- Prep Your Veggies. While the onions are caramelizing, prepare all of your vegetables. (The washing, peeling, and chopping of all the veggies take time, so get your onions going beforehand.)
- Make the Stew. When the onions are nice and caramelized, deglaze the pot with the white wine, scraping off any brown bits from the bottom of the pot. Let the wine simmer about 3 or so minutes until it’s reduced by more than half.
- Add in the garlic, carrots, turnip, rutabaga, parsnips, celery, and potatoes. Toss to coat with the onions and wine. Season generously with sea salt and pepper. Cook the vegetables a few minutes, adding more olive oil if needed. Add in the tomato paste, tossing the vegetables to coat. Add the broth, chickpeas, marjoram, thyme, and rosemary. Bring the stew to a simmer. Cover the stew with a lid and let simmer for 25 minutes.
- At about 25 minutes, remove the lid. Taste and adjust the stew for salt. Let the stew cook another 10-15 minutes more, until all of the root vegetables and potatoes are fork-tender. The stew will also thicken at this point as it slightly reduces.
- Serve the stew topped with a tablespoon of the orange gremolata.
In a hurry? It’s okay to skip the caramelizing step, just cook the onions until softened and continue from there. But taking the time to properly caramelize the shallot and leeks will provide a world of difference.
I don’t feel that this stew needs any thickening agents, as all of the starchy root vegetables and potatoes help it in that department. If you’d like an extra-thick stew, you can add a tablespoon or two of flour to the onions before adding the vegetables. Just cook the flour for 3 minutes. To keep the stew gluten free, you can thicken it with corn starch. Towards the end of cooking, mix 1 tablespoon of corn starch with 1/2 cup of the hot broth until completely dissolved. Add the mixture back to the pot, stir, and it will thicken immediately as it simmers.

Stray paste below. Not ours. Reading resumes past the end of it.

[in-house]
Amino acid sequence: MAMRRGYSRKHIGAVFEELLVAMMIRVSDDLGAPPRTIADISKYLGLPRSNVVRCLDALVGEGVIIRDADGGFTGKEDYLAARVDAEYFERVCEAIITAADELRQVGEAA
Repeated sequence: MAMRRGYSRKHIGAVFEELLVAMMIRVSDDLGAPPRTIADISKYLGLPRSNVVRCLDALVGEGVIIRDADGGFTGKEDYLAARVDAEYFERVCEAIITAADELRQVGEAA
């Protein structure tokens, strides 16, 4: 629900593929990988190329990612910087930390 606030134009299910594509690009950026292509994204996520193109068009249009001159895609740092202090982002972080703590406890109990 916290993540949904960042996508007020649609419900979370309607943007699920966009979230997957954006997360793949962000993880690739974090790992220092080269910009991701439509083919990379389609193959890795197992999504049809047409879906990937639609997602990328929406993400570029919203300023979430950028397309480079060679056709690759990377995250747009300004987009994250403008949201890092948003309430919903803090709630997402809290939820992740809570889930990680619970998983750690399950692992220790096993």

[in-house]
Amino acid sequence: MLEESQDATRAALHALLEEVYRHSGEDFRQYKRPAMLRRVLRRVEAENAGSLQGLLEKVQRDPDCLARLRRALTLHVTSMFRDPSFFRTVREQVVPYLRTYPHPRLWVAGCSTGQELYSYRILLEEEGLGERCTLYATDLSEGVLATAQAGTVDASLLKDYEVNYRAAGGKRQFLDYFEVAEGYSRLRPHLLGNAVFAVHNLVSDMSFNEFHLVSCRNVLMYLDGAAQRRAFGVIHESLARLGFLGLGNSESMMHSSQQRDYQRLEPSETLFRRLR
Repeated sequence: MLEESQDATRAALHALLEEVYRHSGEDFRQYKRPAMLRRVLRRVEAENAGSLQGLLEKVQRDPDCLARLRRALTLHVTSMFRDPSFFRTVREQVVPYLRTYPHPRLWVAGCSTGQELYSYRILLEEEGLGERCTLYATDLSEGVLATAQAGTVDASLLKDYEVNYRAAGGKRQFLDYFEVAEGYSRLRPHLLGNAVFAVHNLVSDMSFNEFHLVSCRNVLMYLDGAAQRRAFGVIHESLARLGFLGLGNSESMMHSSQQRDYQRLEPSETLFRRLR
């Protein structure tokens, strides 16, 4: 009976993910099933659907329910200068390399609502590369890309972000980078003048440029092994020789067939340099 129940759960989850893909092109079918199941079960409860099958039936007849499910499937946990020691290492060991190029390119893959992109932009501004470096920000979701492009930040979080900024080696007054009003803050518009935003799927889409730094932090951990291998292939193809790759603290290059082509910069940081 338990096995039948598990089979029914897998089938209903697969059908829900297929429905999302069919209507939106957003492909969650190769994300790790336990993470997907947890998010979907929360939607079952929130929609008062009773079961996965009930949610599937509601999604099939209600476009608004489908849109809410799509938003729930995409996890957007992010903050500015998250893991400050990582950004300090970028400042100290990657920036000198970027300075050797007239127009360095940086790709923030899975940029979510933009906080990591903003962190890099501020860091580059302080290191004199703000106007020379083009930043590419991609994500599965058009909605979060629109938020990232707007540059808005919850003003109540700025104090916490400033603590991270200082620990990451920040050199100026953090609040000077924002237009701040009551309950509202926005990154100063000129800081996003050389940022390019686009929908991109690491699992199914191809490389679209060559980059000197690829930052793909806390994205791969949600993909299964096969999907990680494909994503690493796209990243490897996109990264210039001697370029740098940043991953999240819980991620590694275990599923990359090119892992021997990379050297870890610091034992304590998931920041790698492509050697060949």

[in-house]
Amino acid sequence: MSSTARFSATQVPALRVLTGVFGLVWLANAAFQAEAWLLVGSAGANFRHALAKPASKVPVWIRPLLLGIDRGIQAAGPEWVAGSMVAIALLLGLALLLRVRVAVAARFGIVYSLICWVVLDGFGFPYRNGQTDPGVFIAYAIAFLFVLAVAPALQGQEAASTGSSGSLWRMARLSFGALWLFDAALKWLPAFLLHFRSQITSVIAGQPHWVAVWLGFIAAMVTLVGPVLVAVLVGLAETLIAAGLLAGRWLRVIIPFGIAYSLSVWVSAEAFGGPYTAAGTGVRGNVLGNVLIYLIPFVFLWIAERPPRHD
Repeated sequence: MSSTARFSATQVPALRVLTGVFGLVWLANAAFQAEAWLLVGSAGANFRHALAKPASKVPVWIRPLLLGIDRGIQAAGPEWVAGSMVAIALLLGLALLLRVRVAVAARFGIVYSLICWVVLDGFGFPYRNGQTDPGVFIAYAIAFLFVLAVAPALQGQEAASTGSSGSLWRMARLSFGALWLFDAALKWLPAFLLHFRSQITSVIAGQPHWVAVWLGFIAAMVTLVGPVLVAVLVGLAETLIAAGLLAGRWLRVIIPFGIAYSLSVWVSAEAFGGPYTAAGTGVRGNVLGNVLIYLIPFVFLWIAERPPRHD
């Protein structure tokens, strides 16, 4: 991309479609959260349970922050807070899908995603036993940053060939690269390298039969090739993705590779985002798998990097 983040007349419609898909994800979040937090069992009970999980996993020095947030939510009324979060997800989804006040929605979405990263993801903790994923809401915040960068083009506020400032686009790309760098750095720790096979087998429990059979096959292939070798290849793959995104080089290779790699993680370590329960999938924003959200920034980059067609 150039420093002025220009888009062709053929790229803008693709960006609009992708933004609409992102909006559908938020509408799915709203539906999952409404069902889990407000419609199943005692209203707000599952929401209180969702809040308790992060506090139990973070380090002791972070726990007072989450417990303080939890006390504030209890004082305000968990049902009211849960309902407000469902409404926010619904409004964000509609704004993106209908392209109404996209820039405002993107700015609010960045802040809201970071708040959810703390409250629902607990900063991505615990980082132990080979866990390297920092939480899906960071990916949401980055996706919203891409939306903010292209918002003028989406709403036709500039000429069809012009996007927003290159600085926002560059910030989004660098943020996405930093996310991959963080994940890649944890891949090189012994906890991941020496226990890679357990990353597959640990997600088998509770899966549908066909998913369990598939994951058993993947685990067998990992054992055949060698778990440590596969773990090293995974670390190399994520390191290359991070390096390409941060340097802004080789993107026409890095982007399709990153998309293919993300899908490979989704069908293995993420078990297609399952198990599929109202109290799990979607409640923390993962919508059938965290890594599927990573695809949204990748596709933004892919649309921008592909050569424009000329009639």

This stew becomes very thick as leftovers. I like to keep a little extra vegetable broth on hand to thin it out, if needed.
Keep this stew chunky and rustic. Cut the parsnips, carrots, celery, turnip, and rutabaga in medium-large pieces, but never any larger than the quartered potato. See photos for scale.
- Serving Size: 1 serving
- Calories: 450
- Fat: 10g
- Saturated Fat: 1.5g
- Carbohydrates: 70g
- Fiber: 14g
- Protein: 15g
- Cholesterol: 0mg